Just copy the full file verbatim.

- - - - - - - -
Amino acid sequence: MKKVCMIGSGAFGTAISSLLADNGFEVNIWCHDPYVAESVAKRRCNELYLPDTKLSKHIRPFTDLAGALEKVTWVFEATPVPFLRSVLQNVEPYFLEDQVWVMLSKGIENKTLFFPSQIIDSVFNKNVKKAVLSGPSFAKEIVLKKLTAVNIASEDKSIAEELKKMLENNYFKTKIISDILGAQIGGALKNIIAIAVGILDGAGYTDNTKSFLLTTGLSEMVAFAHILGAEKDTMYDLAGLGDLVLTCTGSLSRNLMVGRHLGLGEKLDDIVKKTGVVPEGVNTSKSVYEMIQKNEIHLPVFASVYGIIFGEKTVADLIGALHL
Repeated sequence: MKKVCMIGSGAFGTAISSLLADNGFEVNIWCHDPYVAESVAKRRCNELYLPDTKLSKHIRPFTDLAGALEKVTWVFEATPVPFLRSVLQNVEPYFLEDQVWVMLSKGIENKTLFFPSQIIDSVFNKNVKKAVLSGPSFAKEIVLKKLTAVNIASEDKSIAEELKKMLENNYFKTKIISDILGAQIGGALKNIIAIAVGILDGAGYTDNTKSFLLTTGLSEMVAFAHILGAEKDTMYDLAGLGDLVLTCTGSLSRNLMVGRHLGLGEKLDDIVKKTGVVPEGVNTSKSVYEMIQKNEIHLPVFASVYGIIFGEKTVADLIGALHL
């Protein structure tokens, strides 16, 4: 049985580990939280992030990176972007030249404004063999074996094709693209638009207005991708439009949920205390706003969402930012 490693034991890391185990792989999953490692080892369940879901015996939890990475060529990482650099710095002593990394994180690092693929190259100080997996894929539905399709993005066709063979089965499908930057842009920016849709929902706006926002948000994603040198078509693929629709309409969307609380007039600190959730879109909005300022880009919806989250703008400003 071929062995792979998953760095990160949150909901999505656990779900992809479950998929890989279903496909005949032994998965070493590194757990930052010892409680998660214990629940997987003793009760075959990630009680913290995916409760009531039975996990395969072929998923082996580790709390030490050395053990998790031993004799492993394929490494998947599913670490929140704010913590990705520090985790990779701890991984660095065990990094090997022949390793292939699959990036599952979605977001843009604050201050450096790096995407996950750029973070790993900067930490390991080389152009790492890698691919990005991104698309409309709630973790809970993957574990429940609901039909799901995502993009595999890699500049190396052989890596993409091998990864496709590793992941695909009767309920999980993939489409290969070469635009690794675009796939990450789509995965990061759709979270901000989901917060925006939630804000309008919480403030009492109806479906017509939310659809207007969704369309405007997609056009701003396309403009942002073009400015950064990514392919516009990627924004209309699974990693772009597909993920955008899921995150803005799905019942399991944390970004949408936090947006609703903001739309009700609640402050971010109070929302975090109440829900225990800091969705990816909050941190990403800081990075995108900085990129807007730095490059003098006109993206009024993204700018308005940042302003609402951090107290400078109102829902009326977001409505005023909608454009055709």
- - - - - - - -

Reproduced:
Amino acid sequence: MKKVCMIGSGAFGTAISSLLADNGFEVNIWCHDPYVAESVAKRRCNELYLPDTKLSKHIRPFTDLAGALEKVTWVFEATPVPFLRSVLQNVEPYFLEDQVWVMLSKGIENKTLFFPSQIIDSVFNKNVKKAVLSGPSFAKEIVLKKLTAVNIASEDKSIAEELKKMLENNYFKTKIISDILGAQIGGALKNIIAIAVGILDGAGYTDNTKSFLLTTGLSEMVAFAHILGAEKDTMYDLAGLGDLVLTCTGSLSRNLMVGRHLGLGEKLDDIVKKTGVVPEGVNTSKSVYEMIQKNEIHLPVFASVYGIIFGEKTVADLIGALHL
Repeated sequence: MKKVCMIGSGAFGTAISSLLADNGFEVNIWCHDPYVAESVAKRRCNELYLPDTKLSKHIRPFTDLAGALEKVTWVFEATPVPFLRSVLQNVEPYFLEDQVWVMLSKGIENKTLFFPSQIIDSVFNKNVKKAVLSGPSFAKEIVLKKLTAVNIASEDKSIAEELKKMLENNYFKTKIISDILGAQIGGALKNIIAIAVGILDGAGYTDNTKSFLLTTGLSEMVAFAHILGAEKDTMYDLAGLGDLVLTCTGSLSRNLMVGRHLGLGEKLDDIVKKTGVVPEGVNTSKSVYEMIQKNEIHLPVFASVYGIIFGEKTVADLIGALHL
């Protein structure tokens, strides 16, 4: 049985580990939280992030990176972007030249404004063999074996094709693209638009207005991708439009949920205390706003969402930012 490693034991890391185990792989999953490692080892369940879901015996939890990475060529990482650099710095002593990394994180690092693929190259100080997996894929539905399709993005066709063979089965499908930057842009920016849709929902706006926002948000994603040198078509693929629709309409969307609380007039600190959730879109909005300022880009919806989250703008400003 071929062995792979998953760095990160949150909901999505656990779900992809479950998929890989279903496909005949032994998965070493590194757990930052010892409680998660214990629940997987003793009760075959990630009680913290995916409760009531039975996990395969072929998923082996580790709390030490050395053990998790031993004799492993394929490494998947599913670490929140704010913590990705520090985790990779701890991984660095065990990094090997022949390793292939699959990036599952979605977001843009604050201050450096790096995407996950750029973070790993900067930490390991080389152009790492890698691919990005991104698309409309709630973790809970993957574990429940609901039909799901995502993009595999890699500049190396052989890596993409091998990864496709590793992941695909009767309920999980993939489409290969070469635009690794675009796939990450789509995965990061759709979270901000989901917060925006939630804000309008919480403030009492109806479906017509939310659809207007969704369309405007997609056009701003396309403009942002073009400015950064990514392919516009990627924004209309699974990693772009597909993920955008899921995150803005799905019942399991944390970004949408936090947006609703903001739309009700609640402050971010109070929302975090109440829900225990800091969705990816909050941190990403800081990075995108900085990129807007730095490059003098006109993206009024993204700018308005940042302003609402951090107290400078109102829902009326977001409505005023909608454009055709």